Your going to find that every child is different and so will have different emotional needs.  Hopefully my storytelling was helpful and these steps and serve as a helpful outline for you. 

Friday, October 28, 2011

Everyday Fun with Literacy

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You can help your preschoolers become ready to read by encouraging them to see themselves as readers when they identify letters or words, draw and label pictures, or recognize symbols, like stop signs.  Everyday, you have opportunities to help your child enjoy being a beginning reader. Here are some ideas.

At Home

  • Watch storytime together, and talk about it afterward.
  • Put magnetic letters on your refrigerator for children to play with. You can also cut letters out and post them with tape on the refrigerator.
  • Post invitations, announcements, and simple labels where children can see them.
  • Make pictures of favorite foods and label them.
  • Let your child see you use recipes. Point out words to them.
  • At snack time, make words out of finger foods such as alphabet soup, or letters with finger foods such as cereal pieces.

In the Neighborhood

  • Look for letters that children know on signs or license plates.
  • “Read” street signs together.
  • Notice and talk about billboards you see.

Visiting Family or Friends

  • Before leaving, draw a map and mark your route.
  • After the visit, have your child sent a thank-you note or picture that he or she has drawn.

At the Grocery Store

  • Create a shopping list with your child.  Items can be written or drawn.
  • Have children identify product names that they know.
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  • At the beginning of each aisle, pick a letter of the alphabet to look out for.  Count the number of times you see it an aisle.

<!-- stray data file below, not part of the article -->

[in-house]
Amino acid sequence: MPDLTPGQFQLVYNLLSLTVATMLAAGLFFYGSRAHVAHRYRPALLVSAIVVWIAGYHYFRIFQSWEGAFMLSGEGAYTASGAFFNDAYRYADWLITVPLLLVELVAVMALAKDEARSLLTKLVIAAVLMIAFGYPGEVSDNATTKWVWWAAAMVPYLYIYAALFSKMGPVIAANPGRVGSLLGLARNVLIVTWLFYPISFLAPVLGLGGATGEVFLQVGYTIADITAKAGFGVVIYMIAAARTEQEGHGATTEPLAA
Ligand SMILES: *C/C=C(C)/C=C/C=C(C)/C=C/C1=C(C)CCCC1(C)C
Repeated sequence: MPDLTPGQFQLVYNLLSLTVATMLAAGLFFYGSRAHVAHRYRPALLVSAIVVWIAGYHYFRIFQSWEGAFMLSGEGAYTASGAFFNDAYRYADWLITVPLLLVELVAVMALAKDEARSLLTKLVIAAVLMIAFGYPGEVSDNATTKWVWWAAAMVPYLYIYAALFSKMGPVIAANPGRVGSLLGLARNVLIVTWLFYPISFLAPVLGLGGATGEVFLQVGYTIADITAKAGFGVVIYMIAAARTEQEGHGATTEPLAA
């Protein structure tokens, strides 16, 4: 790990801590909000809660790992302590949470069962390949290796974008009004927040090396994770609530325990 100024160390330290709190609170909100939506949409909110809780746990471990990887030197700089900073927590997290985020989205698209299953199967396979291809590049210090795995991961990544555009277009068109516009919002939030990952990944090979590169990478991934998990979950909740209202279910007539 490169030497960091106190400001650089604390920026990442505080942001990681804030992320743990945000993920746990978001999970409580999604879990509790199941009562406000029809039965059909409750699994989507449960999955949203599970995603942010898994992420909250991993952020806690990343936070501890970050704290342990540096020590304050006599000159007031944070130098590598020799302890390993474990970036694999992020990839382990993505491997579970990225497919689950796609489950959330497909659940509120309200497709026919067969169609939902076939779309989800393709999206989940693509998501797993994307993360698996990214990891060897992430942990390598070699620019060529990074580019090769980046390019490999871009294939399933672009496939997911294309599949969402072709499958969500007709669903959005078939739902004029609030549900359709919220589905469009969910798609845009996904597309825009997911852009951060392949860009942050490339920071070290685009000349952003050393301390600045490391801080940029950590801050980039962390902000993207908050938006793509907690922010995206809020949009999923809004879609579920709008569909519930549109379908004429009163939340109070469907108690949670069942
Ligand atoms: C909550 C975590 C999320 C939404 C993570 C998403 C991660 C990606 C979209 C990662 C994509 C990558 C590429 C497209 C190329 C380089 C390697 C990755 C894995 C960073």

At the Park

  • Draw letters in the dirt or sandbox.
  • Collect leaves along the way.  Then go to the library to find books so that you can identify them.
  • On index cards or squares of paper, have your child draw pictures of all the people, animals, equipment or things you saw at the park.  Write the corresponding word on another card. Turn the picture cards upside down.  Play a memory game to see how many the child remembers by showing and saying a word and asking the child to find the matching pictures.

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At the Library

  • Have the child spend time looking at books they have picked out.
  • Participate in a library story hour and attend the library’s other family-oriented events.
  • Get a library card for your child and check out a variety of books.

At the Zoo
  • Create a list with your child of the animals you think you will see.  You could also cut animal pictures out of magazines or draw them on the list.  Help the child cross names off the list as you see each animal at the zoo.
  • Name each animal you see.  See if your child can guess what letter the name begins with.
  • Have the child draw a picture of a favorite animal.  Hang it in a special places.

KBYU 11, Utah’s Family Station

Wednesday, October 26, 2011

Play Group Craft and Snack: Under the Sea!

This past week in play group, we read about ocean animals, made turtle rattles and ate sharks!
Turtle rattles are fun and easy to make! 
Here's what you'll need:
-Paper Plates
-Coloring materials (crayons or markers)
-Paper to make head, arms and legs (I just searched online for a template and printed it)
-Stapler/staples or tape
-Beans, rice, popcorn (anything that will rattle)